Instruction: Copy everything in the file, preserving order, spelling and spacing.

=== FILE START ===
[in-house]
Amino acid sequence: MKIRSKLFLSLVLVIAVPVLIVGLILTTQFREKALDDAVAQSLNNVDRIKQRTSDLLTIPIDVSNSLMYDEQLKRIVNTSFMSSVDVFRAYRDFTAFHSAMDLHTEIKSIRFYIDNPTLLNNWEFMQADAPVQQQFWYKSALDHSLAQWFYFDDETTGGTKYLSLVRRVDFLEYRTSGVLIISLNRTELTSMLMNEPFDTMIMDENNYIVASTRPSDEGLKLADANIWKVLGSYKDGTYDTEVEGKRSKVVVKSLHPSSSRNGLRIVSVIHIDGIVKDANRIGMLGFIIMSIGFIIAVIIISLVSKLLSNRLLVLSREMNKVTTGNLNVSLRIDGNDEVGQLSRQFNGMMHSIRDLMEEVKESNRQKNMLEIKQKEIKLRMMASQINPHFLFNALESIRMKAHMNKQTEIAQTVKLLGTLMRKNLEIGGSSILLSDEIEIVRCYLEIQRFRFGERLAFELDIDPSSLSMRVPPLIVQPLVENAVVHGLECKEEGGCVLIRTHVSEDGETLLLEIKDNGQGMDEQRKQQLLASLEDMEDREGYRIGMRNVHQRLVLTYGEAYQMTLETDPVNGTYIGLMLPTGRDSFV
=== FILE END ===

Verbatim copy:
[in-house]
Amino acid sequence: MKIRSKLFLSLVLVIAVPVLIVGLILTTQFREKALDDAVAQSLNNVDRIKQRTSDLLTIPIDVSNSLMYDEQLKRIVNTSFMSSVDVFRAYRDFTAFHSAMDLHTEIKSIRFYIDNPTLLNNWEFMQADAPVQQQFWYKSALDHSLAQWFYFDDETTGGTKYLSLVRRVDFLEYRTSGVLIISLNRTELTSMLMNEPFDTMIMDENNYIVASTRPSDEGLKLADANIWKVLGSYKDGTYDTEVEGKRSKVVVKSLHPSSSRNGLRIVSVIHIDGIVKDANRIGMLGFIIMSIGFIIAVIIISLVSKLLSNRLLVLSREMNKVTTGNLNVSLRIDGNDEVGQLSRQFNGMMHSIRDLMEEVKESNRQKNMLEIKQKEIKLRMMASQINPHFLFNALESIRMKAHMNKQTEIAQTVKLLGTLMRKNLEIGGSSILLSDEIEIVRCYLEIQRFRFGERLAFELDIDPSSLSMRVPPLIVQPLVENAVVHGLECKEEGGCVLIRTHVSEDGETLLLEIKDNGQGMDEQRKQQLLASLEDMEDREGYRIGMRNVHQRLVLTYGEAYQMTLETDPVNGTYIGLMLPTGRDSFV